July 05, 2011

Dobber Sports



This strikes me as Brian Burke caving – Clarke MacArthur gets two years, $6.5 million. I didn’t think he’d top $3 million per. Did the Panthers influence this? Their crazy signings to get up to the salary floor is having a ripple effect, methinks.


There is an unconfirmed report from Darren Dreger that Keith Yandle has re-signed.


Tomas Kaberle has signed with the Hurricanes – analysis on that one up soon.


Congrats to Neil McWilliams, the winner of the DobberHockey Playoff Pool challenge. He wins a free custom jersey from Cool Hockey!


The Senators have signed Zenon Konopka to a contract.


If Ryan Johansen fails to make the Blue Jackets, in the fall, it may be because of this guy. Granted, Cam Atkinson is a winger and Johansen is a center, but assuming Matt Calvert is on the team I doubt they will go with three rookies ("almost" rookies, that is, since Calvert is not quite eligible). And since the center position is pretty full, Johansen may have to get there as a winger. Thus, it will be Atkinson vs. Johansen. Atkinson has done nothing but impress since coming out of college (and nearly winning the Hobey Baker). But sixth-round picks who are 5-9 have to work extra hard to get anywhere.


Anton Babchuk has re-signed with the Flames. He is the second-best offensive option back there, but probably won't be treated accordingly, as the team will continue to treat Bouwmeester like he's a Norris-winning 65-point player.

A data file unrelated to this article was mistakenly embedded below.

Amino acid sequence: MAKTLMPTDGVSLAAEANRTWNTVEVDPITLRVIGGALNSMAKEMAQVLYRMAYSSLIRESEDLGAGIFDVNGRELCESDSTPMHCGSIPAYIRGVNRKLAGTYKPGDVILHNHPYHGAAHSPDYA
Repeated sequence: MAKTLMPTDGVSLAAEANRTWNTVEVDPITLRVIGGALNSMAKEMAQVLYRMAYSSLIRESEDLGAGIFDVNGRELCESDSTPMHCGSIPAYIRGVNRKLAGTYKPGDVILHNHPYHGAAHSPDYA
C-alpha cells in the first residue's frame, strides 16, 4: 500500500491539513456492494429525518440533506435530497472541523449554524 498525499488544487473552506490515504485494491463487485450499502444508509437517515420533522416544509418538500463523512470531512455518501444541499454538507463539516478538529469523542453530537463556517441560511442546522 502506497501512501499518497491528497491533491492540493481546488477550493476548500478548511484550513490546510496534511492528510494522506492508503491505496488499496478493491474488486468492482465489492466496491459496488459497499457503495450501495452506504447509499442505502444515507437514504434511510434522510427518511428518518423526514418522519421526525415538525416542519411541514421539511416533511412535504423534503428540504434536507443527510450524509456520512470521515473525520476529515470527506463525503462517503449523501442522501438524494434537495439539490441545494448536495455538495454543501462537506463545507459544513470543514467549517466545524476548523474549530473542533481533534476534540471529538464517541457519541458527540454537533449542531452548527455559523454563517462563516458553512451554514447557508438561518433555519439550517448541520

One day left – draw is tomorrow! “LIKE” Dobber Sports on Facebook, and win yourself a pair of Oakley’s! On July 6 I’ll draw a name from one of the likes, and send them a pair. We are also giving away two free copies of Tales from the Boston Bruins Locker Room, by Kerry Keene.


There is no right answer to parity and a salary restraint. But I think the closest we can get is a very strong luxury tax with a lenient, but punishing floor. It's simple. Set a cap of say $64.3 million just to pull a number out of the air randomly. For every dollar above that, a dollar gets taxed. At $10 million above the cap, the tax doubles. At $20 million above the cap, the tax triples.


Example: The Rangers (just to randomly select a team … out of the blue…completely random because we know the Rangers would never do this) bump the ol' payroll to $88 million. They are taxed $41.1 million, which goes to the bottom-10 teams in terms of revenue, provided they fulfill whatever attendance figures are needed.


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Then set a lower salary floor, and teams who slip below it lose a share of that pie (how much of the pie, would depend on how far below the salary